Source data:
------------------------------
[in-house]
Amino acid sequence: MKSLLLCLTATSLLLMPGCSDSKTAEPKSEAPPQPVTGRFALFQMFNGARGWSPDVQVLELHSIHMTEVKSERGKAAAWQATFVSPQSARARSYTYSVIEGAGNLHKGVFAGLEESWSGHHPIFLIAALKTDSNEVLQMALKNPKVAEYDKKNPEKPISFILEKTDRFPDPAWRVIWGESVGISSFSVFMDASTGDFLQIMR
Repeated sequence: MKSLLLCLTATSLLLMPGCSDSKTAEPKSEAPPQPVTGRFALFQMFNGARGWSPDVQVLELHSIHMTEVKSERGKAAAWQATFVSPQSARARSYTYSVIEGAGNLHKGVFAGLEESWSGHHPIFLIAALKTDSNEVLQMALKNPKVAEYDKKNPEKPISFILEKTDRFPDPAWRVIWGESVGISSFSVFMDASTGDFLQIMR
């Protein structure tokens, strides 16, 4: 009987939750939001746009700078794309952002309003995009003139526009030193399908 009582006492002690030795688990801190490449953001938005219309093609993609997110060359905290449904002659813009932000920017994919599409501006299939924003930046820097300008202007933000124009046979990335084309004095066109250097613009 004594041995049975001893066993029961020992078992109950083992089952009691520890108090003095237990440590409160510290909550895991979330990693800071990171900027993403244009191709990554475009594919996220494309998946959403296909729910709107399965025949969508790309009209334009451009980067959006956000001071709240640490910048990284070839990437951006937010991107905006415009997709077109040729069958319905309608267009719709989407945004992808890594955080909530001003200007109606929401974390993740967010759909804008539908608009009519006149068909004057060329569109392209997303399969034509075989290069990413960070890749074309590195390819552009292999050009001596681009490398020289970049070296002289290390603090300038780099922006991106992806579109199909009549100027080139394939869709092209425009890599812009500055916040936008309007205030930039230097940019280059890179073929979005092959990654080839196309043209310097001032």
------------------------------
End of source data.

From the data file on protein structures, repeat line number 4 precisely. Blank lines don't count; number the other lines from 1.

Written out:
């Protein structure tokens, strides 16, 4: 009987939750939001746009700078794309952002309003995009003139526009030193399908 009582006492002690030795688990801190490449953001938005219309093609993609997110060359905290449904002659813009932000920017994919599409501006299939924003930046820097300008202007933000124009046979990335084309004095066109250097613009 004594041995049975001893066993029961020992078992109950083992089952009691520890108090003095237990440590409160510290909550895991979330990693800071990171900027993403244009191709990554475009594919996220494309998946959403296909729910709107399965025949969508790309009209334009451009980067959006956000001071709240640490910048990284070839990437951006937010991107905006415009997709077109040729069958319905309608267009719709989407945004992808890594955080909530001003200007109606929401974390993740967010759909804008539908608009009519006149068909004057060329569109392209997303399969034509075989290069990413960070890749074309590195390819552009292999050009001596681009490398020289970049070296002289290390603090300038780099922006991106992806579109199909009549100027080139394939869709092209425009890599812009500055916040936008309007205030930039230097940019280059890179073929979005092959990654080839196309043209310097001032």